Great-Grandma Hattie’s face broke into a beaming smile when Amy produced an old doll from her backpack. It had a checkered pinafore and pink ribbons tied around shining ringlets. 

“Where?” The old woman whispered.

“I found it in the ruined house,” Amy replied. 

The old woman took the doll and cradled it in her arms, “did you fix it? It smells like Mary, but it looks brand new.”

Amy shook her head, “I did nothing to it.”

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"Downstream" is a Flash Fiction story based on OLD ENGLISH TAROT:  Two of Coins


The August heat clung to the trees flanking the stream and rattled the cicadas buzzing their discontent. Birds chirped and rustled the leaves, while the brook babbled its merry song. The world gleamed with a golden sunset that sparkled like diamonds on the flowing river.

The old man took a long swig of his bottled beer. Closing his eyes, he smiled as contentment oozed like sap down his sweaty chest, and his heart filled with the golden evening light.

Sitting on the squat beach chair with legs outstretched, the babbling brook giggled over his splayed toes, and the soft breeze ruffled his white and wispy hair. The oppressive heat lulled him to sleep, but his eyes flew open when the forest stopped singing, and silence descended like an invisible fog.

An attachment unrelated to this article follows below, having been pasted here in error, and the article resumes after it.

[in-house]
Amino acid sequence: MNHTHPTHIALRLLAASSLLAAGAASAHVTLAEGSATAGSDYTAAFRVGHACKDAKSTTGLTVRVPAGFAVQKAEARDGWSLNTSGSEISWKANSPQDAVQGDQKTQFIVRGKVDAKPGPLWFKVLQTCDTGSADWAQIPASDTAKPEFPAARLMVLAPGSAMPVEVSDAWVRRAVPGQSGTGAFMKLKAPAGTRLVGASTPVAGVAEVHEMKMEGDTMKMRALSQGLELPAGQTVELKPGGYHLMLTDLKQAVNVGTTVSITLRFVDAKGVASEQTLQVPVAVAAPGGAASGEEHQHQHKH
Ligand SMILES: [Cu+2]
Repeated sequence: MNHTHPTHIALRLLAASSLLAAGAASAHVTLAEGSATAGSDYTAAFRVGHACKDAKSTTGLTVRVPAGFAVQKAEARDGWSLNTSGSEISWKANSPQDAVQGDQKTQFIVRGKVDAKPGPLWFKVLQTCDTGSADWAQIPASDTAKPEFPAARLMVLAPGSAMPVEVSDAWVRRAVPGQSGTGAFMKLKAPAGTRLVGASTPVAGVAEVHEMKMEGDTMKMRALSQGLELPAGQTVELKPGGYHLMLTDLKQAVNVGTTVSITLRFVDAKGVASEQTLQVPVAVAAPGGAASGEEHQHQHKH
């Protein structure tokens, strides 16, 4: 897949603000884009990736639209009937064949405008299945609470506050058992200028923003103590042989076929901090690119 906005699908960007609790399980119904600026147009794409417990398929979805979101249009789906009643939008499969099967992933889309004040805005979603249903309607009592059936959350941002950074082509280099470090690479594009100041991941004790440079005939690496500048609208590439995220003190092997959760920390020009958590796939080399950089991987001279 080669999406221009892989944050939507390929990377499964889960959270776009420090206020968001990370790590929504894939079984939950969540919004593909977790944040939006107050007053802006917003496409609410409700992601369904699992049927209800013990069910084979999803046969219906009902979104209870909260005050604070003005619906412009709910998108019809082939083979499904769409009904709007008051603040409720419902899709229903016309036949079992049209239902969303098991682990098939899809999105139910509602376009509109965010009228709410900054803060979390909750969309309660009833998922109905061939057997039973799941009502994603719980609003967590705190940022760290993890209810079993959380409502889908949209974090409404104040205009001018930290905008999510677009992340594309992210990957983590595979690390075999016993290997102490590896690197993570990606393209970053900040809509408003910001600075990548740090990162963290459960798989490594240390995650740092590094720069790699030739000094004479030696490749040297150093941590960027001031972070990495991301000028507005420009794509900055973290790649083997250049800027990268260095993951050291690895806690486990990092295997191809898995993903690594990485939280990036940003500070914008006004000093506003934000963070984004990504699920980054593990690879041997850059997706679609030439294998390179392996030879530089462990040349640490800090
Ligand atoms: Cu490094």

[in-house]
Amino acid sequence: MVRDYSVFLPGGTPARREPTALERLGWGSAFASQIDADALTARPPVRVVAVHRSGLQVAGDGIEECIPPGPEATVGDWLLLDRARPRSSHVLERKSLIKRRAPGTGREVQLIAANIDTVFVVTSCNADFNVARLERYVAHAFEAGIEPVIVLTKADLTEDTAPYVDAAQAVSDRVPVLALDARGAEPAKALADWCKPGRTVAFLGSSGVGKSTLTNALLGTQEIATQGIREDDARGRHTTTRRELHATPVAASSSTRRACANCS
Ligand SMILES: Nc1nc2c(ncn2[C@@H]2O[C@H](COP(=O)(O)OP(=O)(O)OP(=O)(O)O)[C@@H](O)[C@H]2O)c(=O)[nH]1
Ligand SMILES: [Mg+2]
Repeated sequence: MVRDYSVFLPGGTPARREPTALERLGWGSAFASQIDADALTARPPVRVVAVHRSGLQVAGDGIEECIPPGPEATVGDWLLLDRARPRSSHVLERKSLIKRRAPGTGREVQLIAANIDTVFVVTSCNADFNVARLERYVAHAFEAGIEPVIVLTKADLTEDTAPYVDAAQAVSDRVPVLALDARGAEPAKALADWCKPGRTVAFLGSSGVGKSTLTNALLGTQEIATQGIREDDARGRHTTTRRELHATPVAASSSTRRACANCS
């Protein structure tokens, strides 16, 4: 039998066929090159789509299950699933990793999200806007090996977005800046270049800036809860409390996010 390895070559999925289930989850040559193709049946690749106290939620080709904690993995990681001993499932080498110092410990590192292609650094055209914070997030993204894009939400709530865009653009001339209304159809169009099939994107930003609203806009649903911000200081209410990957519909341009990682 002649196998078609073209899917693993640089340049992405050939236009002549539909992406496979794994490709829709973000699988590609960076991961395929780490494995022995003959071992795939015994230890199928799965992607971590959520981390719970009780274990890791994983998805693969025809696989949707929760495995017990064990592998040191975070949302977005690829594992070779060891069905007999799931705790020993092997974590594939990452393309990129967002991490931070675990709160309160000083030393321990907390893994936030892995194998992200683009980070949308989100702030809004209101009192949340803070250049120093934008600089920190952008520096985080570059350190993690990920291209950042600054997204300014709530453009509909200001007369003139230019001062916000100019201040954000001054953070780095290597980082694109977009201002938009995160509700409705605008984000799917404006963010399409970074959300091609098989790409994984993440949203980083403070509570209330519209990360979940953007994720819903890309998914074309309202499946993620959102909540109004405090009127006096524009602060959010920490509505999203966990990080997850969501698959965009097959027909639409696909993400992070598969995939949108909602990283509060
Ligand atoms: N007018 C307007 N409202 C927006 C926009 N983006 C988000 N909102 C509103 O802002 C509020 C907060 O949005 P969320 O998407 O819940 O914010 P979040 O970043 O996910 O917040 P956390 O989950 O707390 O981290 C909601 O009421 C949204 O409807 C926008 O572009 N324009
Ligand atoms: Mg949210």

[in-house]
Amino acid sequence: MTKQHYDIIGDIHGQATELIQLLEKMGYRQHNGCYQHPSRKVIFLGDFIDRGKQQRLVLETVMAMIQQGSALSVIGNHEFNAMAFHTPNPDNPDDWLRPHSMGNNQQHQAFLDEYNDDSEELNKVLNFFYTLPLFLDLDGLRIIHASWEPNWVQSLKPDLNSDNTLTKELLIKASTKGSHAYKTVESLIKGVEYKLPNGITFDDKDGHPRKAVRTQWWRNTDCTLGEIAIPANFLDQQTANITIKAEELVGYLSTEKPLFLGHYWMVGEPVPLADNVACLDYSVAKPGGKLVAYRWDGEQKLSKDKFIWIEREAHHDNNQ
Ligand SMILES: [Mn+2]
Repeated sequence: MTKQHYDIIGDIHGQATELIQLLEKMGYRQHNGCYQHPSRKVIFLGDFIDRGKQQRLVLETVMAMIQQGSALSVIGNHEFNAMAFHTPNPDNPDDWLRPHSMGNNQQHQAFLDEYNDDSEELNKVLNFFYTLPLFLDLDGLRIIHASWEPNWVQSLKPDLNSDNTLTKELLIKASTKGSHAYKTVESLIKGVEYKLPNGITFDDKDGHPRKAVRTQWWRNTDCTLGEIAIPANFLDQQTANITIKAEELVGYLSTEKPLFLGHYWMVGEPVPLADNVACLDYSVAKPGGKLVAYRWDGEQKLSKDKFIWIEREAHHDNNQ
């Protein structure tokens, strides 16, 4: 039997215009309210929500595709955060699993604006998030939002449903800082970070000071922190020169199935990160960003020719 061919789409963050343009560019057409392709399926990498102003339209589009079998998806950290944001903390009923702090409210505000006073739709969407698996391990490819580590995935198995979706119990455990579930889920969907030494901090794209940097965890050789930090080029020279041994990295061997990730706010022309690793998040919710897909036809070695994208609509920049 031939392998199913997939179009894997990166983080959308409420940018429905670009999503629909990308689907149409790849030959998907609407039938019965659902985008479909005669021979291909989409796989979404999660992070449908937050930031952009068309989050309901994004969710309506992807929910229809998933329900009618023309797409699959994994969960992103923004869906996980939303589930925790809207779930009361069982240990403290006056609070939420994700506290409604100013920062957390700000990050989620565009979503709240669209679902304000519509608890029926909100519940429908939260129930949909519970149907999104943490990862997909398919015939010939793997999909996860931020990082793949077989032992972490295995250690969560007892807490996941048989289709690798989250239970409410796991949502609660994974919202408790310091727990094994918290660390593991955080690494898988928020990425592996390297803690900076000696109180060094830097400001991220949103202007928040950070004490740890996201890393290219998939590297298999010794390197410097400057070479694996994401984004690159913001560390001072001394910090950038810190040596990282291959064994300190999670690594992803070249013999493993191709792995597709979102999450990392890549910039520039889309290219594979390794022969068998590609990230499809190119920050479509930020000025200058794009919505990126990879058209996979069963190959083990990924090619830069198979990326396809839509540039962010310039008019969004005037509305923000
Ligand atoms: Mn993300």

The sun dropped beneath the tree-line, and the cool golden stream flooded with a blood-red syrup rolling over skull-like rocks and bony roots. A decrepit barge followed the bloody water and brought the dismal gloom that sank into the river. The gloaming cloaked the forest and drained it of color, tainting it with the blue hues of melancholy.

The old man sat in his chair, but the brook no longer babbled or played with his toes. The flow ceased, although the barge still floated downstream, pushing the blood aside and trailing a wake of black ink behind it. The old man had been on this earth far too long to fear the barge, so he sipped his beer and watched it hover past him and round the river-bend. 

A hint of sadness and nostalgia tinged his erstwhile contentedness as the old man packed up and folded the beach chair. He traipsed the well-known path home while the forest awoke from the sinister pause. An owl hooted and animals scurried to safety. The cicadas quieted, but the crickets chirped in their stead.

The old man entered his empty house and turned on the light, flooding it with yellow comfort. He had seen the shabby old barge before, and knew what it portended; tomorrow he would check the obituaries for familiar names.

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"Night Mare" is a Flash Fiction story based on ALEISTER CROWLEY THOTH TAROT: 6 of Wands - Victory

Night Mare

The fire-horse gallops on the wind, its thunderous hooves pounding through the rumble of the ocean waves. Clifton sits on a rock and watches the galloping horse with its fiery mane setting the sea ablaze, as an ominous shiver crawls up his spine. The fire-horse encircles him in a spiral of flame and ash, yet Clifton sits, both paralyzed and mesmerized by the fire-horse with the blazing mane. Pausing before him, it rears up on its hind legs and fire sparks from its nostrils, roaring its disturbing and portentous neigh. It fixes its fire-eyes on Clifton, and Clifton gasps awake.

Thunder roars, like a thousand mustangs galloping across the sky. The moon and stars cower from the raging storm that spatters jagged beads on the windowpane. The rain pounds a booming tattoo upon the roof, and the wind howls a wrathful lament.